A sculptor, installation artist and performance artist, Paolo Canevari is well known for his works made from rubber tyres and inner tubing. Canevari is attracted to the material because of its flexibility, its capacity to assume an endless variety of forms.

Descended from three generations of artists, and born in Rome, a city famed for its architectural and artistic heritage, Canevari’s choice of material is also a conscious rejection of the traditional materials of the ‘classical’ artist. His work often explores the complex relationship he has with this ancestry – for him, at once a burden and an inescapable influence. In Colosso(2002), he covered a gallery floor with miniature copies of Rome’s Colosseum cut from tyres, while in an opening performance, he himself took on the role of Atlas, bearing the weight of a colosseum on his shoulders.

Canevari is wary of the monumental, and much of his work is ephemeral. In an early series of sculptures, Camera d’aria (1991), he hung sections cut from inner tubing on the wall, and manipulated them so that they took on recognisable shapes (anatomical forms, or objects such as helmets or shells). When removed from display, the sculptures quickly lose their shape, and return to their material state. Canevari notes: ‘I don’t want my work to be permanent; I want it to be a memory, to have a metaphysical presence’. In a more recent intervention, Canevari created an entrance to the lift in his apartment block by squeezing an inflated inner tube into the doorway, evoking an image of female genitalia. This installation, Mamma(2000), recalls the artist’s own birth in a lift and invites visitors to reflect upon the idea of birth.

For International 04 Canevari suspended a replica of a World War II bomb over a Liverpool street. As if temporarily frozen in the action of falling, the bomb was a potent reminder of the damage suffered by the city during the war. The bomb had a specific historical context. Yet in a world increasingly faced with the phenomenon of ’invisible‘ warfare (whether by means of chemical weapons or suicide bombers), Canevari’s work also offered a, powerful visualisation of contemporary fear.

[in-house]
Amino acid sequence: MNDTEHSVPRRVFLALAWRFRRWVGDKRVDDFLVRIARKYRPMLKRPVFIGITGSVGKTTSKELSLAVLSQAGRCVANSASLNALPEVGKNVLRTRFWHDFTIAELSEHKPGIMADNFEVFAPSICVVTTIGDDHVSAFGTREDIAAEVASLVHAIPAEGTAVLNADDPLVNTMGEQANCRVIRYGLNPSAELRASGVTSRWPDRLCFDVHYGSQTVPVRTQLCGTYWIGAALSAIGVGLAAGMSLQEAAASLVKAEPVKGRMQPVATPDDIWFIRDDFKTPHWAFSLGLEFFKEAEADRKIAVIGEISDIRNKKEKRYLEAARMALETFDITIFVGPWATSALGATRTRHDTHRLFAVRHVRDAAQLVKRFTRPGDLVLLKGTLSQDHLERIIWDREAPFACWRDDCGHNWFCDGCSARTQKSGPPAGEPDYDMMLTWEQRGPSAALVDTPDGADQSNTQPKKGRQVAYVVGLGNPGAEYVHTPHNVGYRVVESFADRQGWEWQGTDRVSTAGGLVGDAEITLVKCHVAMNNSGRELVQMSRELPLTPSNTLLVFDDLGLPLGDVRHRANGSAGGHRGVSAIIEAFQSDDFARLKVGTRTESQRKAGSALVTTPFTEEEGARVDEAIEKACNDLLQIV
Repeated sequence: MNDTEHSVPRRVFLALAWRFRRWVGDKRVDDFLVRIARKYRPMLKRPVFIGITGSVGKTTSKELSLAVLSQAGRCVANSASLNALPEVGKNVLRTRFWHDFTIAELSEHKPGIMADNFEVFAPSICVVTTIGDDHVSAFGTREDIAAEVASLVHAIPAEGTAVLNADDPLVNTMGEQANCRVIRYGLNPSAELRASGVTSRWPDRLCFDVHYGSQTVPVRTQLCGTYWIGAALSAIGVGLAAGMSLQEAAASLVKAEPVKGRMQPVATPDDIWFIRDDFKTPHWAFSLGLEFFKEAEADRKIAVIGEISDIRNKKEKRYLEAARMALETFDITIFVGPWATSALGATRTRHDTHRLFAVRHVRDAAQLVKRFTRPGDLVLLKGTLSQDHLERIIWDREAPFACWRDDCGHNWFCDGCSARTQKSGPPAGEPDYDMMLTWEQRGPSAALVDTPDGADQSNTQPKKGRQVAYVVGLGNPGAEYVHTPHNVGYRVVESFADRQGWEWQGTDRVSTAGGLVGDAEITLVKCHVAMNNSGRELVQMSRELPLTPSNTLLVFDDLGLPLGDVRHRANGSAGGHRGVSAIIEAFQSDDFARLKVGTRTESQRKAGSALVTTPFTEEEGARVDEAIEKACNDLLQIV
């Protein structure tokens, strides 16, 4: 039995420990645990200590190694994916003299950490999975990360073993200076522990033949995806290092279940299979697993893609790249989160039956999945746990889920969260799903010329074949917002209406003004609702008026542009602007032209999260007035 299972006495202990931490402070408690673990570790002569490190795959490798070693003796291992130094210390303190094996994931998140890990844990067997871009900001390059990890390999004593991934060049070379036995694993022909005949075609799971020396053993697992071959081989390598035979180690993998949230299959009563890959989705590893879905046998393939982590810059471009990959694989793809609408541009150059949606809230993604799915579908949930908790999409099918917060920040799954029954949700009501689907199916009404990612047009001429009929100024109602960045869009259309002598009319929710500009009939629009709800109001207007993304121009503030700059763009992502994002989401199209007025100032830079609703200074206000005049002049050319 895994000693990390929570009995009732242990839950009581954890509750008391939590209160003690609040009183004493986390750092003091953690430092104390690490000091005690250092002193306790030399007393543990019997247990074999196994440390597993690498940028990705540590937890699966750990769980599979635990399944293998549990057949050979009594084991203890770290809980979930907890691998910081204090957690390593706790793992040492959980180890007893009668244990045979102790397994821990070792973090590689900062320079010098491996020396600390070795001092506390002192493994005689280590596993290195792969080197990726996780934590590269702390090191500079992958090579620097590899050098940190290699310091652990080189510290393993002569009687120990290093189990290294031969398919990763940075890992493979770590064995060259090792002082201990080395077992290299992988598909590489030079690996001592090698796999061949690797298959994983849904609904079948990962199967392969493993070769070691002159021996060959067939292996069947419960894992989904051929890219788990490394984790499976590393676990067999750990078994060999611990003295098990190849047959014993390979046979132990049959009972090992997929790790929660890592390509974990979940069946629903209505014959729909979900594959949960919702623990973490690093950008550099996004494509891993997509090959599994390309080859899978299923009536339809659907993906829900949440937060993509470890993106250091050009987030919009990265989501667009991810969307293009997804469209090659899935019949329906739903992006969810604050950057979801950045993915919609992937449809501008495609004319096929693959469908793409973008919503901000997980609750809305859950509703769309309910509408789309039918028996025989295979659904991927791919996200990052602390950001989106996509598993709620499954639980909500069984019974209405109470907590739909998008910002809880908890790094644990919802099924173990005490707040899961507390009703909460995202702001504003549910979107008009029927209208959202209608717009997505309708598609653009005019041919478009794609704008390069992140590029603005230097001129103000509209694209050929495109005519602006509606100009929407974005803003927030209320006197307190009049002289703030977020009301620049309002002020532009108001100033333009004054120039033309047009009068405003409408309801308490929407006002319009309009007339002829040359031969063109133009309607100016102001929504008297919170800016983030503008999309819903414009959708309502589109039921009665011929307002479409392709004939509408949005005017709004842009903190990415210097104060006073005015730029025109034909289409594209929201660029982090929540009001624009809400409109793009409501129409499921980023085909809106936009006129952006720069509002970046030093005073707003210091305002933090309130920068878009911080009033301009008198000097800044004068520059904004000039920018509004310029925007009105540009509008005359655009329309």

In a related piece made on the roof of his New York studio (2004), Canevari threw a bomb into the sky, and captured the image in a photograph as it fell. The resulting image was as mysterious as it was arresting. The artist stood with his arms outstretched as the bomb hurtled towards him.

Had he conjured up this icon of destruction? Or was he willingly embracing his fate? Canevari reproduced this image in black and white, and flyposted it, without any explanatory text, on street hoardings around New York. Post-September 11th, this was, needless to say, a highly provocative action, heightened by its anonymity. For Canevari, it was intended to express a collective preoccupation, and to provide an opportunity for the public to reflect on the contemporary climate: ’My intervention was directed towards an audience sensitive to the subject, or even not sensitive to it, but I think the most important thing was to create a question rather than give an answer.‘

In titling both these works Seed, Canevari alluded to the often unforeseen regeneration which follows in the wake of destruction.

Seed, 2004
Commissioned by Liverpool Biennial 2004
Exhibited at Biennial Centre



Italian Cultural Institute